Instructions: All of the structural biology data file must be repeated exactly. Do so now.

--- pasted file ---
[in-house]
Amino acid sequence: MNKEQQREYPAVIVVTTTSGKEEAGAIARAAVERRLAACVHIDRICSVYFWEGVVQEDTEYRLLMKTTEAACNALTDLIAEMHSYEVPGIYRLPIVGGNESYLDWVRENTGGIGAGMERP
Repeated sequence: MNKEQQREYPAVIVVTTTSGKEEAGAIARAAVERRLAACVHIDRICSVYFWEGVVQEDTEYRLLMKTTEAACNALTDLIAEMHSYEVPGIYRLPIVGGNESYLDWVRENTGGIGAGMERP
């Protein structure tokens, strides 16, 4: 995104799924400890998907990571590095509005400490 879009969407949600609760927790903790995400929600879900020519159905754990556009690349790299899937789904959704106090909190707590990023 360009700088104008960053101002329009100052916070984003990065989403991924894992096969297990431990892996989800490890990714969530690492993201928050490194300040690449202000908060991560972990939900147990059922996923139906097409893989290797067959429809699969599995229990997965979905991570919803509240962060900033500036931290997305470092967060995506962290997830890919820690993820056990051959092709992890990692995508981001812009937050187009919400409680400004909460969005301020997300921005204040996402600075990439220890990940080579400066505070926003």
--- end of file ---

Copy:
[in-house]
Amino acid sequence: MNKEQQREYPAVIVVTTTSGKEEAGAIARAAVERRLAACVHIDRICSVYFWEGVVQEDTEYRLLMKTTEAACNALTDLIAEMHSYEVPGIYRLPIVGGNESYLDWVRENTGGIGAGMERP
Repeated sequence: MNKEQQREYPAVIVVTTTSGKEEAGAIARAAVERRLAACVHIDRICSVYFWEGVVQEDTEYRLLMKTTEAACNALTDLIAEMHSYEVPGIYRLPIVGGNESYLDWVRENTGGIGAGMERP
């Protein structure tokens, strides 16, 4: 995104799924400890998907990571590095509005400490 879009969407949600609760927790903790995400929600879900020519159905754990556009690349790299899937789904959704106090909190707590990023 360009700088104008960053101002329009100052916070984003990065989403991924894992096969297990431990892996989800490890990714969530690492993201928050490194300040690449202000908060991560972990939900147990059922996923139906097409893989290797067959429809699969599995229990997965979905991570919803509240962060900033500036931290997305470092967060995506962290997830890919820690993820056990051959092709992890990692995508981001812009937050187009919400409680400004909460969005301020997300921005204040996402600075990439220890990940080579400066505070926003």